Date of Award
Doctor of Philosophy (PhD)
Dr.Jennifer E. Totonchy
Kaposi sarcoma-associated herpesvirus (KSHV) is the etiologic agent of kaposi sarcoma. It is also associated with the B cell lymphoproliferative disorders, primary effusion lymphoma (PEL), multicentric Castleman disease (MCD) and KSHV inflammatory cytokine syndrome (KICS). Existing research reveals that KSHV has developed numerous strategies to alter host cytokine signaling activities to facilitate viral persistence and escape host immune surveillance.
Despite three decades of research, there are still many questions in this field awaiting further investigation. This dissertation will investigate host cytokines as factors influencing the establishment of KSHV infection in the human tonsil. We have identified and characterized different cytokines that influence KSHV infection; with three specific aims:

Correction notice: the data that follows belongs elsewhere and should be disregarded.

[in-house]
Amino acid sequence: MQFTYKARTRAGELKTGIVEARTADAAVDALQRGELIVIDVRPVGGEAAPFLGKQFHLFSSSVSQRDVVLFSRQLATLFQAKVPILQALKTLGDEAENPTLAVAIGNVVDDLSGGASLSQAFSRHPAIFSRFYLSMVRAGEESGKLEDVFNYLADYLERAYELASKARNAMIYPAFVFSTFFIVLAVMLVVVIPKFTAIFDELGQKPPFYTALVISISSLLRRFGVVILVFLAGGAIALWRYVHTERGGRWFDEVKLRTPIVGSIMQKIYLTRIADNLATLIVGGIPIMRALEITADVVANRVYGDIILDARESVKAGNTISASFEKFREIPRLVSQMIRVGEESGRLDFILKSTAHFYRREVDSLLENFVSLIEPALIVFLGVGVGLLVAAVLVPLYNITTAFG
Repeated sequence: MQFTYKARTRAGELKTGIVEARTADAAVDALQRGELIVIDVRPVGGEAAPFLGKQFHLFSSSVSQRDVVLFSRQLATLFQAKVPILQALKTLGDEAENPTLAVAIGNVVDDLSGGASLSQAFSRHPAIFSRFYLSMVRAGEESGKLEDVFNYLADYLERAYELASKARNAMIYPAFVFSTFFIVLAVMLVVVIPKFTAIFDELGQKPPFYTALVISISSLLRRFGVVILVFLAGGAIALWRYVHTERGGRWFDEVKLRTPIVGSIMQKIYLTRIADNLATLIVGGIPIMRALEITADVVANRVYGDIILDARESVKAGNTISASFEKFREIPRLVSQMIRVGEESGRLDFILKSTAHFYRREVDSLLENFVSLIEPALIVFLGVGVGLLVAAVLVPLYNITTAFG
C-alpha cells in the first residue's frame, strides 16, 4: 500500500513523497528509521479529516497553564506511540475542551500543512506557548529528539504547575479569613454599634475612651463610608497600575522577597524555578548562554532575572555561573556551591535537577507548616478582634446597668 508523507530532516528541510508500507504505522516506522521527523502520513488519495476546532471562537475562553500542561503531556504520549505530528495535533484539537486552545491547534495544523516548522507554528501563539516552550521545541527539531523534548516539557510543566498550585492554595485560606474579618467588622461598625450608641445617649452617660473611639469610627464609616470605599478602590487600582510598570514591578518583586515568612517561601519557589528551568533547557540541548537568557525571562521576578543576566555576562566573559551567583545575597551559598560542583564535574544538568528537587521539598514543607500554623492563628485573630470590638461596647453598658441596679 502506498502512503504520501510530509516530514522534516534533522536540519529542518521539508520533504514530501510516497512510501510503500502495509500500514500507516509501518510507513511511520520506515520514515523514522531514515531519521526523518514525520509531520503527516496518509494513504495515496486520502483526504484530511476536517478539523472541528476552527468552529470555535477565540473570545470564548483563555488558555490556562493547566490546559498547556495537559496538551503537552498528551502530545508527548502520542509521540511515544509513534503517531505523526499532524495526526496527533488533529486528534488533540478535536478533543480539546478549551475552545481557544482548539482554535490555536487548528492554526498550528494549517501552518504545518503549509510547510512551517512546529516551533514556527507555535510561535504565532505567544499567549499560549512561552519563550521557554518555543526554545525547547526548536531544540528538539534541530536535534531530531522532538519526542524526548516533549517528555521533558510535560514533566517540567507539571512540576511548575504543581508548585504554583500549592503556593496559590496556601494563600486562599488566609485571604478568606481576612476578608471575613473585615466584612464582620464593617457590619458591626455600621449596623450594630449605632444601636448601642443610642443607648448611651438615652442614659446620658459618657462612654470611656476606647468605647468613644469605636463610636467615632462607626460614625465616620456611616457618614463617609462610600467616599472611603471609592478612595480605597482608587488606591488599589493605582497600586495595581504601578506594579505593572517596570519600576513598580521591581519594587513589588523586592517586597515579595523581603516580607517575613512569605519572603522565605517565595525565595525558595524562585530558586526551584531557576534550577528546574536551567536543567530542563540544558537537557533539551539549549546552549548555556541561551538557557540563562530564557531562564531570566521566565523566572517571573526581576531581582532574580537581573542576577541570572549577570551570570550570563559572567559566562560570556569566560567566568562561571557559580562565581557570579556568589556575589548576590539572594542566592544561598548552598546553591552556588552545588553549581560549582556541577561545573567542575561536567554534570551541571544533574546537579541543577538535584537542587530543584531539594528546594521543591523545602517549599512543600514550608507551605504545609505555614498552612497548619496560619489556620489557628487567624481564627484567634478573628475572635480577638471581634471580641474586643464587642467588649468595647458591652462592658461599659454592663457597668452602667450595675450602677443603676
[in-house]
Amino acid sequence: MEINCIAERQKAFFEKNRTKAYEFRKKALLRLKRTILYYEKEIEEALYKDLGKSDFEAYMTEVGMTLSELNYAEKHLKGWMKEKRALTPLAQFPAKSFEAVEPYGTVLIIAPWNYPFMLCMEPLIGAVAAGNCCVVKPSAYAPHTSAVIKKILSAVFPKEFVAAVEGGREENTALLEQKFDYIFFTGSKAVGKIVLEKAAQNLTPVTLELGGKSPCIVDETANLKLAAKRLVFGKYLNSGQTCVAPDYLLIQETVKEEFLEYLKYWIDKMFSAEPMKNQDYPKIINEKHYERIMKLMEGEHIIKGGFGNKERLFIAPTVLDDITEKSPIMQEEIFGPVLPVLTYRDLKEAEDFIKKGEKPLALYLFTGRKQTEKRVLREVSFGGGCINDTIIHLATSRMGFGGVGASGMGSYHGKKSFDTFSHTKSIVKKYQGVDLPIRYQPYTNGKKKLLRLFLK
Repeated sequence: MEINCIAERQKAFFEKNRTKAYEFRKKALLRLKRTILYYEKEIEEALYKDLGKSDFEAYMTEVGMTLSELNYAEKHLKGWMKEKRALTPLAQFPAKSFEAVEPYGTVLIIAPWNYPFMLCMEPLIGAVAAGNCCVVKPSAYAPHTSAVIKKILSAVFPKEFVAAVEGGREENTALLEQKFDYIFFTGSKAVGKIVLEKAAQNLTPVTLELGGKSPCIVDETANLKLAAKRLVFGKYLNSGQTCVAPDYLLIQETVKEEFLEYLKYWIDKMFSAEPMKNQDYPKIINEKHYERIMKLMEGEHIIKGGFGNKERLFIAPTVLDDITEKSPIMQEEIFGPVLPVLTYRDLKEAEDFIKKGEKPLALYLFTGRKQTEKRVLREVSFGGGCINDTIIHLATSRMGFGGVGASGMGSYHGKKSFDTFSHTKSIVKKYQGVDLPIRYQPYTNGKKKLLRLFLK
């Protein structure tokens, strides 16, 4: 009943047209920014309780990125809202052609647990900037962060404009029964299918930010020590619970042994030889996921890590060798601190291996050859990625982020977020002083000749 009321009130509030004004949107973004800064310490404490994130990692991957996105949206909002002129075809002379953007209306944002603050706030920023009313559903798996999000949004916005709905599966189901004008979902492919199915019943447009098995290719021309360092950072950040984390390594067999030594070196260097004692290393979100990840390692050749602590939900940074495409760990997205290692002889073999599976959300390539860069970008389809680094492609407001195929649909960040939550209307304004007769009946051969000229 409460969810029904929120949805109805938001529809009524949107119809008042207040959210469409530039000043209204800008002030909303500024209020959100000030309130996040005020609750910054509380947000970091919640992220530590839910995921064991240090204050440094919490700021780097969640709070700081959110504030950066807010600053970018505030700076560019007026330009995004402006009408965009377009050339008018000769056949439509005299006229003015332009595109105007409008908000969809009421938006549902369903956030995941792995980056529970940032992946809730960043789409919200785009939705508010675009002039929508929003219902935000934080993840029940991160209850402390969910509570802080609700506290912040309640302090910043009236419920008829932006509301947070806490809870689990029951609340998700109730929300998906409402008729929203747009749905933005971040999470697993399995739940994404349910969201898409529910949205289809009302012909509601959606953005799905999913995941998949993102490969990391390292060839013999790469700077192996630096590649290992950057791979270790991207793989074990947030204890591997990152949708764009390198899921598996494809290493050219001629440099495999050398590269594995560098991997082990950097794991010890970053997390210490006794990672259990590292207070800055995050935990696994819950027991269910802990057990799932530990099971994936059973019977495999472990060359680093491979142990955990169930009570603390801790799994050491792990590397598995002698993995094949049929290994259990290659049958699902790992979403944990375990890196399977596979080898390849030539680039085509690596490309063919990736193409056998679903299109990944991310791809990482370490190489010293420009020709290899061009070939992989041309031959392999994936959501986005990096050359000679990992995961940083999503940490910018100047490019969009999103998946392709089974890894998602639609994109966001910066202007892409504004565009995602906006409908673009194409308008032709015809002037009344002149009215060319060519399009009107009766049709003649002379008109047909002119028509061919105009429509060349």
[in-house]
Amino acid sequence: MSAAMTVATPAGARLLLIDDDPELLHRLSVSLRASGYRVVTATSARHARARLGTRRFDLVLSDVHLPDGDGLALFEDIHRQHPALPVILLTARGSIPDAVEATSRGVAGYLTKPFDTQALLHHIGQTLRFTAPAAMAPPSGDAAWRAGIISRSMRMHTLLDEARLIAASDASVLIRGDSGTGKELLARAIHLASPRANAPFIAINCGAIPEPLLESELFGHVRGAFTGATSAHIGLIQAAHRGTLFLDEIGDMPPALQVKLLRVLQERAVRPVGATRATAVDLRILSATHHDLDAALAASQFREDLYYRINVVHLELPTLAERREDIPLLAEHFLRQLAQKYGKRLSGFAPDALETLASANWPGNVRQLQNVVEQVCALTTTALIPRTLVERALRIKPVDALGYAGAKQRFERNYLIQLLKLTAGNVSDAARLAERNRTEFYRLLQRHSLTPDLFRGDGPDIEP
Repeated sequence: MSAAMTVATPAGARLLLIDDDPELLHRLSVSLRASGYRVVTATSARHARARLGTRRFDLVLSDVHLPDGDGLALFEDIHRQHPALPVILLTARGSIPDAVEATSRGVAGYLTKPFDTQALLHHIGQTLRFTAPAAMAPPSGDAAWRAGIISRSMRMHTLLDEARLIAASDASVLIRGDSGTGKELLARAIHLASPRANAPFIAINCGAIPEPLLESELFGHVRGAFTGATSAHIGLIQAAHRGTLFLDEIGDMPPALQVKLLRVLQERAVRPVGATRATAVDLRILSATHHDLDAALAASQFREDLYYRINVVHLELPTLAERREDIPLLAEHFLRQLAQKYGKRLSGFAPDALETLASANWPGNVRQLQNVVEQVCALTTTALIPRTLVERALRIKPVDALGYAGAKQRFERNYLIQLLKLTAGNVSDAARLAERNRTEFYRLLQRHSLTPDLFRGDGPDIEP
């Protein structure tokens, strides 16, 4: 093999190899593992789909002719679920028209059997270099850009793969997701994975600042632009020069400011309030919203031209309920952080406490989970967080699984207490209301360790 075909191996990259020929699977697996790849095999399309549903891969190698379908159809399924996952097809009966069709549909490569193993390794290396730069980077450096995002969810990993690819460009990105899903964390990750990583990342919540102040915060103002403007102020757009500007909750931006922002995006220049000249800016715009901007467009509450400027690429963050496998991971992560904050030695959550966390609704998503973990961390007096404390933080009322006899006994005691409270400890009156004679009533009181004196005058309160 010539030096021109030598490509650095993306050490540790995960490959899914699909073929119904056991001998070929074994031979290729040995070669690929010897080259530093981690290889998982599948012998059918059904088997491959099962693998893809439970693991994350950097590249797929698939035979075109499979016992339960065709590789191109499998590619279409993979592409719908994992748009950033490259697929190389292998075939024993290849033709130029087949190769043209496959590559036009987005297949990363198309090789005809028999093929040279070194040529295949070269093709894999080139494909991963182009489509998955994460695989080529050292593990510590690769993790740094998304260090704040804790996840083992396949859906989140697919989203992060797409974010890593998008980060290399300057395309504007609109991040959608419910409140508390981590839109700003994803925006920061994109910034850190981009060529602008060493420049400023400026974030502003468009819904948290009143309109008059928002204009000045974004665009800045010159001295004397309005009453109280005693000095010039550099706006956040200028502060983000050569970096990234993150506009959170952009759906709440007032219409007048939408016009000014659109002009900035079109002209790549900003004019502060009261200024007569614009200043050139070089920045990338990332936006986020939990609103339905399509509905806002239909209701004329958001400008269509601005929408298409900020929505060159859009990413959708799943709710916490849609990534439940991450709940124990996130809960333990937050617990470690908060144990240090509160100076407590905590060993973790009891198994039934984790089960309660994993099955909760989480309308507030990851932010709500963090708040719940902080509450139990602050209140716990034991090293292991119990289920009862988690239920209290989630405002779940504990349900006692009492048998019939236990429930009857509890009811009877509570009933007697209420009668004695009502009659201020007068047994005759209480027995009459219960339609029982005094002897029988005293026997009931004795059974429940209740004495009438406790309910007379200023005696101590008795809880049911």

- Determine whether manipulation of cytokine signaling influences KSHV infection in tonsil lymphocytes.
- Examine whether host cytokines influence B cell fate at early stages of KSHV infection
- Correlate baseline frequencies of immunological subsets, cells producing cytokines, and intracellular transcription factors with susceptibility of tonsil specimens to KSHV infection.
We have demonstrated that host cytokines play critical roles in the establishment of infection in B lymphocytes. Interestingly, our studies demonstrated the direct effect of cytokines and the mechanism of promoting the establishment of infection through targeting plasma cells. Thus, in short, we have provided novel mechanisms for host cytokine-virus interactions for KSHV and examined the relationship between host susceptibility and cytokine functions.
Creative Commons License
This work is licensed under a Creative Commons Attribution-Noncommercial-No Derivative Works 4.0 License.
Alomari, N. Influences of Host Cytokine Signaling on KSHV Infection in Tonsil-derived B Lymphocytes. [dissertation]. Irvine, CA: Chapman University; 2023. https://doi.org/10.36837/chapman.000421